Help the Person Who Comes to You and Asks

Matthew 15:21-28

There aren’t many stories in the Bible that paint Jesus in a less than perfect light. Why would he speak in a demeaning way to the Canaanite woman? It seems so out of the norm for him. But I can relate.

A much needed two-week vacation was coming up. A member of the church asked me if I would visit her neighbor who was in the intensive care unit. He’d contracted pneumonia and was on a ventilator. Things were pretty dire. The patient’s wife asked if her neighbor’s pastor could stop by to see them.

I was pretty busy trying to prepare two worship services for use while I was gone. A few unexpected things also developed that required my attention. So I was feeling overwhelmed with the responsibilities within my own congregation. After all, I was sent only to the lost sheep of the house of St. Matthew by the Lake.

Why should I take the time and energy to step outside the boundaries of helping someone who wasn’t going to a church of their own? If they were churchgoers, they’d have asked their own pastor to visit.

Have you ever thought like that? One of those that’s not my responsibility thoughts?

Well, I wasn’t as rude as Jesus was to the Canaanite woman. I didn’t ignore the first request as if she didn’t exist. I certainly didn’t refer to these people as if they were dogs. I smiled and said, “Yes, I’ll see him.” But it was the thoughts running through my head as I walked away, that were similar to the reaction Jesus had for the woman. I’ve been sent only to the lost sheep of Israel. And that’s about all I care to handle.

The woman was a Canaanite. She wasn’t a daughter of Abraham. She wasn’t born in the right bloodline. She didn’t believe the “right” things. She probably worshipped idols. These things made her the scum of the earth in the eyes of the chosen people, the Jews.

Years ago, I saw a movie, The Help. It’s the story of the relationship of southern white folks in Mississippi to black folks in the 1960s. Blacks weren’t allowed to use the same drinking fountains, or the same restrooms, or to go to the same schools, or read the same textbooks. Whites didn’t want to touch anything a black person had touched for fear of getting infected with some unknown disease. The relationship the Jews had with Canaanites was similar.

Jesus was a Jew. He grew up in an environment where prejudice was rampant in the way they talked and thought. That is, until he met an idol-worshipping Gentile who showed greater faith in the goodness of God than he had seen within the nation of Israel.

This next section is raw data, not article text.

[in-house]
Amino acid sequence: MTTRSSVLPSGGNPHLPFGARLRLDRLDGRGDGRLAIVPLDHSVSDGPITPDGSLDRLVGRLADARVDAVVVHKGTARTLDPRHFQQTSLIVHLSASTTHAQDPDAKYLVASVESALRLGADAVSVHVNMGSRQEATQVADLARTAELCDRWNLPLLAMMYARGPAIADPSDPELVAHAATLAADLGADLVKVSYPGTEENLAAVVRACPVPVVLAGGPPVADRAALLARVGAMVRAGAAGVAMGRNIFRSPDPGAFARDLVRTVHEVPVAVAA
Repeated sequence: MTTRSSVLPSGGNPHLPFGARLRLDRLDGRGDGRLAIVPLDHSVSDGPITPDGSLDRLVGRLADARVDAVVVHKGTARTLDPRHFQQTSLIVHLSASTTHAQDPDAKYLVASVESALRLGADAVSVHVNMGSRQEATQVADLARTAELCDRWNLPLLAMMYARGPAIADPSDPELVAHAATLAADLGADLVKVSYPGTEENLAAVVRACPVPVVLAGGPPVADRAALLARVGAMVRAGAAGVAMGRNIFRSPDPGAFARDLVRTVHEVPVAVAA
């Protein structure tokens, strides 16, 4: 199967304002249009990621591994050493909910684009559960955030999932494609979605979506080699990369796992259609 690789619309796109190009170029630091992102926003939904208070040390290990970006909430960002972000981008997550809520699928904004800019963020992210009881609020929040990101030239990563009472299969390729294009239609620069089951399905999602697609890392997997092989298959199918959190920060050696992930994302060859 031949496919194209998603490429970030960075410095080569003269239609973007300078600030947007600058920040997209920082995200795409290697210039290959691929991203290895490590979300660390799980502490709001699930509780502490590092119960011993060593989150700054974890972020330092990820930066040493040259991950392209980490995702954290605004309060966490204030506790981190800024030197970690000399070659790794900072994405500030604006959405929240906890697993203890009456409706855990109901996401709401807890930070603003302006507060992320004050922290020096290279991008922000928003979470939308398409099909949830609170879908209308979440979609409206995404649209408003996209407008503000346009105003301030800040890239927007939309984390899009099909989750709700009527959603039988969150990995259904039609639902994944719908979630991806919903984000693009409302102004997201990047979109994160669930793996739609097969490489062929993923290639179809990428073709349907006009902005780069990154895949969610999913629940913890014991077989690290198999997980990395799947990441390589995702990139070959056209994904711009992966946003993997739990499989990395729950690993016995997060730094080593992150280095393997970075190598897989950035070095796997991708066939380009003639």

Young woman holds the elderly woman handsIt’s refreshing for me to see that Jesus was capable of growing—of pushing beyond the lines that had been drawn for him by his tradition about who he could and could not help. He was in the process of understanding who he was and what he had been called to do. He was not only a Messiah sent to the lost sheep of Israel, but he was God’s chosen healer of the whole world. He stepped over the line and answered the Canaanite woman’s prayer. He healed her daughter.

One morning, I received a phone call in the church office. A woman I didn’t know, representing an agency that I’d never heard of, asked if she could send a representative, a retired pastor, to give us a presentation about how we could feed poor people in Central America and the Caribbean. My instinctive reaction was one of limitations and drawing lines. We were a small congregation going through our own financial struggles. We had other missions that we’ve made commitments to helping. We can’t save the whole world. We have to draw some lines somewhere.

Maybe that’s partly how Jesus felt at this time, too. “I’m only one person with more work than I can handle in a sixteen-hour day with my own people. I’ve got to draw the line somewhere.” It’s a hard question: Shouldn’t we draw the line somewhere? In another place in the Bible, Jesus said, “Give to everyone who asks of you.”

If we give to everyone, we’ll be poor! Jesus also said, “Blessed are the poor.”

Are we really following Jesus? Our self-imposed lines originate from a mentality of lack rather than abundance. If we step across that line, we might find what Jesus found…persistent faith greater than any he’d seen inside the “chosen” people. And maybe our own faith will grow by what we witness in others.

Jesus stepped over the line of exclusivism and a mentality of lack in religion. He answered the prayer of an idolater and healed her daughter. Did he do that because she agreed to believe certain religious doctrines and because a card-carrying, baptized member of Judaism? No. He did it because she trusted that he was capable and compassionate. She lowered herself at his feet and kept asking. That’s the persistence of faith Jesus responds to.

What about you? What lines have you drawn? Who will you help because they are the right religion, the right color, the right nationality, the right political party? What lines have you drawn around people you won’t help because they aren’t like you? Who will you give your money to and who won’t you give your money to? And why? What lines have you drawn that say God’s grace is only reserved for someone like you and the group you’re in?

God calls us to step over the lines others drew for us and the lines we’ve drawn for ourselves. God calls us to love and embrace people we don’t understand, people who are not like us, who don’t think exactly what we think, and to give up the notion that we don’t have enough to make a difference in the world.

Who knows? The person who comes to you and asks may be an angel sent to help you grow – to take a necessary step to become the person God intends you to be. It could be more for your good than to fill the need of the one who asks.

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